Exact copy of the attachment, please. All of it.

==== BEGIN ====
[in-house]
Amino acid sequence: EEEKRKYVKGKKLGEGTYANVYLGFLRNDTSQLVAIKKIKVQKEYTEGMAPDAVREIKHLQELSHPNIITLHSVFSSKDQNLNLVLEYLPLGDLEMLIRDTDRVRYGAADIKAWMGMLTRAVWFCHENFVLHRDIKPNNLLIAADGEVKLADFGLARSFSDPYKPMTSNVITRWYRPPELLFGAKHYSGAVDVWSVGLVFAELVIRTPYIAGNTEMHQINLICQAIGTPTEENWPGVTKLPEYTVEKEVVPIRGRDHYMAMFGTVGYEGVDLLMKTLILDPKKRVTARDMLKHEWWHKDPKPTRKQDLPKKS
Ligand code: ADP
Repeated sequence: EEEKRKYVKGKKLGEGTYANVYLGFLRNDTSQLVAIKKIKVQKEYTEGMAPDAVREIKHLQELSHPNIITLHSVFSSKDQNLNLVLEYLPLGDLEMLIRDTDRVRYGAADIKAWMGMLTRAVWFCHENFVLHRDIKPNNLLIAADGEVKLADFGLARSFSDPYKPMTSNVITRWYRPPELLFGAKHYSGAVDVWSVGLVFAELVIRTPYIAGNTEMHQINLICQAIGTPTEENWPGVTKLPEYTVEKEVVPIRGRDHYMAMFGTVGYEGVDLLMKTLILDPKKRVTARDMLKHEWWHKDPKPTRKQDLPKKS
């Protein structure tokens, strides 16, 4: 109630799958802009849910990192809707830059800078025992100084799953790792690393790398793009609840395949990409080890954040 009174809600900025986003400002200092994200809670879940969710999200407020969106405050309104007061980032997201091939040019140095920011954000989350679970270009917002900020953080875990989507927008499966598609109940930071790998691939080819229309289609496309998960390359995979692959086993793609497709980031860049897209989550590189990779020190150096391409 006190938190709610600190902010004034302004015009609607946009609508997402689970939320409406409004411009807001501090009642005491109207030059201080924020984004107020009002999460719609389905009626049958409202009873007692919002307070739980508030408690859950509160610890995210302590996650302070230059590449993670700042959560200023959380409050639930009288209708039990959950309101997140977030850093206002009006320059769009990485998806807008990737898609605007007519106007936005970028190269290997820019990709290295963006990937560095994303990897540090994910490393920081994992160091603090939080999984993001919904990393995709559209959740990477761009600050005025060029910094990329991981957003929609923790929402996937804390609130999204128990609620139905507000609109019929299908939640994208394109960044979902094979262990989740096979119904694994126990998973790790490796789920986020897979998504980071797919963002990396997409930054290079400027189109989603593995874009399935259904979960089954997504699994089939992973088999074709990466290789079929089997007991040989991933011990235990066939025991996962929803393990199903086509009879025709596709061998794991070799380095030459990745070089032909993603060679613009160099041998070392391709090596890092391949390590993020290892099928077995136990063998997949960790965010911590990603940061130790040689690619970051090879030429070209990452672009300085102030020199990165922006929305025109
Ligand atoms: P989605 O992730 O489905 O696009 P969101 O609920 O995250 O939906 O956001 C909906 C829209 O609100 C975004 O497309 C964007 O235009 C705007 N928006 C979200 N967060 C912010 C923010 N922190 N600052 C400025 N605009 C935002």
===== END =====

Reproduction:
[in-house]
Amino acid sequence: EEEKRKYVKGKKLGEGTYANVYLGFLRNDTSQLVAIKKIKVQKEYTEGMAPDAVREIKHLQELSHPNIITLHSVFSSKDQNLNLVLEYLPLGDLEMLIRDTDRVRYGAADIKAWMGMLTRAVWFCHENFVLHRDIKPNNLLIAADGEVKLADFGLARSFSDPYKPMTSNVITRWYRPPELLFGAKHYSGAVDVWSVGLVFAELVIRTPYIAGNTEMHQINLICQAIGTPTEENWPGVTKLPEYTVEKEVVPIRGRDHYMAMFGTVGYEGVDLLMKTLILDPKKRVTARDMLKHEWWHKDPKPTRKQDLPKKS
Ligand code: ADP
Repeated sequence: EEEKRKYVKGKKLGEGTYANVYLGFLRNDTSQLVAIKKIKVQKEYTEGMAPDAVREIKHLQELSHPNIITLHSVFSSKDQNLNLVLEYLPLGDLEMLIRDTDRVRYGAADIKAWMGMLTRAVWFCHENFVLHRDIKPNNLLIAADGEVKLADFGLARSFSDPYKPMTSNVITRWYRPPELLFGAKHYSGAVDVWSVGLVFAELVIRTPYIAGNTEMHQINLICQAIGTPTEENWPGVTKLPEYTVEKEVVPIRGRDHYMAMFGTVGYEGVDLLMKTLILDPKKRVTARDMLKHEWWHKDPKPTRKQDLPKKS
């Protein structure tokens, strides 16, 4: 109630799958802009849910990192809707830059800078025992100084799953790792690393790398793009609840395949990409080890954040 009174809600900025986003400002200092994200809670879940969710999200407020969106405050309104007061980032997201091939040019140095920011954000989350679970270009917002900020953080875990989507927008499966598609109940930071790998691939080819229309289609496309998960390359995979692959086993793609497709980031860049897209989550590189990779020190150096391409 006190938190709610600190902010004034302004015009609607946009609508997402689970939320409406409004411009807001501090009642005491109207030059201080924020984004107020009002999460719609389905009626049958409202009873007692919002307070739980508030408690859950509160610890995210302590996650302070230059590449993670700042959560200023959380409050639930009288209708039990959950309101997140977030850093206002009006320059769009990485998806807008990737898609605007007519106007936005970028190269290997820019990709290295963006990937560095994303990897540090994910490393920081994992160091603090939080999984993001919904990393995709559209959740990477761009600050005025060029910094990329991981957003929609923790929402996937804390609130999204128990609620139905507000609109019929299908939640994208394109960044979902094979262990989740096979119904694994126990998973790790490796789920986020897979998504980071797919963002990396997409930054290079400027189109989603593995874009399935259904979960089954997504699994089939992973088999074709990466290789079929089997007991040989991933011990235990066939025991996962929803393990199903086509009879025709596709061998794991070799380095030459990745070089032909993603060679613009160099041998070392391709090596890092391949390590993020290892099928077995136990063998997949960790965010911590990603940061130790040689690619970051090879030429070209990452672009300085102030020199990165922006929305025109
Ligand atoms: P989605 O992730 O489905 O696009 P969101 O609920 O995250 O939906 O956001 C909906 C829209 O609100 C975004 O497309 C964007 O235009 C705007 N928006 C979200 N967060 C912010 C923010 N922190 N600052 C400025 N605009 C935002």